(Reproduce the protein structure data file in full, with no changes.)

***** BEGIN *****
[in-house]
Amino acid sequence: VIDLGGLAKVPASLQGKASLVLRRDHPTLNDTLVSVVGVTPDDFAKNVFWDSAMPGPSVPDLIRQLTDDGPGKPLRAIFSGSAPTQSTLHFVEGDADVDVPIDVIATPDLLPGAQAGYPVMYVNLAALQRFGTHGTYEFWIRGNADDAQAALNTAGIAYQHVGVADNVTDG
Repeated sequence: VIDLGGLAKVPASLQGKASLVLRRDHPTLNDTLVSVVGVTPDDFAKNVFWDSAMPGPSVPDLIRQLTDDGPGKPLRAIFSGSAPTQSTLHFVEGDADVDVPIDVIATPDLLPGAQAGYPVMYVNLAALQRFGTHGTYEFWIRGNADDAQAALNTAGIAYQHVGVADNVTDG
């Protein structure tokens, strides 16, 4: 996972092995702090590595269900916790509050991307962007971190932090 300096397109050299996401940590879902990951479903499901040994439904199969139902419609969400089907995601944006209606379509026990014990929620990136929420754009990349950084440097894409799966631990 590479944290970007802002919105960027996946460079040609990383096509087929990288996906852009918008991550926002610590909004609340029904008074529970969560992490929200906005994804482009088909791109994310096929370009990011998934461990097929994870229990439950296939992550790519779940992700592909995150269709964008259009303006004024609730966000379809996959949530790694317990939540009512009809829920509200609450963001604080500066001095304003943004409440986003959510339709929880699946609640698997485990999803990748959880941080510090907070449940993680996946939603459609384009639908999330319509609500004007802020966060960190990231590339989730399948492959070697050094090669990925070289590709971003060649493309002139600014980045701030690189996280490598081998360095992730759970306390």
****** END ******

[in-house]
Amino acid sequence: VIDLGGLAKVPASLQGKASLVLRRDHPTLNDTLVSVVGVTPDDFAKNVFWDSAMPGPSVPDLIRQLTDDGPGKPLRAIFSGSAPTQSTLHFVEGDADVDVPIDVIATPDLLPGAQAGYPVMYVNLAALQRFGTHGTYEFWIRGNADDAQAALNTAGIAYQHVGVADNVTDG
Repeated sequence: VIDLGGLAKVPASLQGKASLVLRRDHPTLNDTLVSVVGVTPDDFAKNVFWDSAMPGPSVPDLIRQLTDDGPGKPLRAIFSGSAPTQSTLHFVEGDADVDVPIDVIATPDLLPGAQAGYPVMYVNLAALQRFGTHGTYEFWIRGNADDAQAALNTAGIAYQHVGVADNVTDG
């Protein structure tokens, strides 16, 4: 996972092995702090590595269900916790509050991307962007971190932090 300096397109050299996401940590879902990951479903499901040994439904199969139902419609969400089907995601944006209606379509026990014990929620990136929420754009990349950084440097894409799966631990 590479944290970007802002919105960027996946460079040609990383096509087929990288996906852009918008991550926002610590909004609340029904008074529970969560992490929200906005994804482009088909791109994310096929370009990011998934461990097929994870229990439950296939992550790519779940992700592909995150269709964008259009303006004024609730966000379809996959949530790694317990939540009512009809829920509200609450963001604080500066001095304003943004409440986003959510339709929880699946609640698997485990999803990748959880941080510090907070449940993680996946939603459609384009639908999330319509609500004007802020966060960190990231590339989730399948492959070697050094090669990925070289590709971003060649493309002139600014980045701030690189996280490598081998360095992730759970306390």